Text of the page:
Recurrence of floods was an annual affair, as five major rivers – The Ganga, The Gandak, The Bagmati, The Kamala and The Koshi passed through the area of the subdivision of Khagaria. The recurrence of floods along with water logging made communication extremely difficult in the rainy season. Before the construction of South embankment of Baghmati and Gogari- Narayanpur embankment, the vast portion of land between the railway line and three streams, namely, the Bagmati, the Kamla and The Ghaghri ( the main stream of Koshi) and the various streams, as the Maria river and the Maitha river, used to abound in marshes.

       It is said that the entire area, now included in the district of khagaria, was "Dahnal", affected by floods of the Ganga, the Gandak, the Kamla, the Bagmati and the Koshi and that because of its physical situation, any site of importance must have been washed away. That is why, it does not possess any historical site of importance. According to the history, commonly known in this part, it is said that during the time of Emperor Akbar, Raja Todarmal had been entrusted with the duty of making a survey of the entire area, but as he failed to do it, he advise that this area should be excluded, in other words, he adopted the policy of "Farak Kiya" and that is why the area is Known as "Pharkiya Pargana".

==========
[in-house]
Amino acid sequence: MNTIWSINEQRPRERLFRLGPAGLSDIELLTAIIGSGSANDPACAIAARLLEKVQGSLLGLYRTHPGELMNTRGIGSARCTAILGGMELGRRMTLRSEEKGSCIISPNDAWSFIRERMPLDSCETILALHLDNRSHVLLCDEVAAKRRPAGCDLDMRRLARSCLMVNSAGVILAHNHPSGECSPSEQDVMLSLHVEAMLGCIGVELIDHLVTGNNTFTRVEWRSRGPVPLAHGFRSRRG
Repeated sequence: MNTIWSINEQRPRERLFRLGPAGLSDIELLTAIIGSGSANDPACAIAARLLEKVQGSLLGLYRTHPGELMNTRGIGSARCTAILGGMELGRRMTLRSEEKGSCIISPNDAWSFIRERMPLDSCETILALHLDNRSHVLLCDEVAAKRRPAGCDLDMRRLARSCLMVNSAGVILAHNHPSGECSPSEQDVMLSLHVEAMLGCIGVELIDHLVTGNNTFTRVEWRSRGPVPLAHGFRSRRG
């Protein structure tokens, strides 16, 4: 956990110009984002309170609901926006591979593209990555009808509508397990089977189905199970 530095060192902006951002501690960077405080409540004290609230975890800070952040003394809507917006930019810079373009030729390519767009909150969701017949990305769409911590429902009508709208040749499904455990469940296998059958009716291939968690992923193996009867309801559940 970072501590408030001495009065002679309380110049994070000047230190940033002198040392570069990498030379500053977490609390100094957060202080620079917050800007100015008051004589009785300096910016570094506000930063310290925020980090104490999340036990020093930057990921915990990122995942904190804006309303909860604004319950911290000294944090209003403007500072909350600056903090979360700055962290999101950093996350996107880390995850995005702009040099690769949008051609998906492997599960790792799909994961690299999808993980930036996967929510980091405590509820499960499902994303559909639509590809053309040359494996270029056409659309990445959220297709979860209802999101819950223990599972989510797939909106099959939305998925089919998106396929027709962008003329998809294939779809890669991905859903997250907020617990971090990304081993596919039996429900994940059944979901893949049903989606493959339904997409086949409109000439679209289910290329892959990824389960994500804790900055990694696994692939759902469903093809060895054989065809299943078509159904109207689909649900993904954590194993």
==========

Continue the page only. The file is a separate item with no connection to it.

Early History

      The teritony, included in the old district of Munger, formed part of the Madhya- desa or "Midland" of the first Aryan settlers. It has been identified with Modagiri, a place mentioned in the Mahabharata, which was the capital of a kingdom in Eastern India near Vanga and Tamralipta. At the dawn of history, the territory apparently comprised within the Kingdom of Anga, the capital of which was at Champa near Bhagalpur. Anga comprised of the modern districts of Bhagalpur and Munger, and also extended north wards up to the river koshi and included the western portion of the district of Purnea. Rahul Sankritayan in "Budh Charya" has mentioned that the area lying north of the Ganga was known as Anguttarap.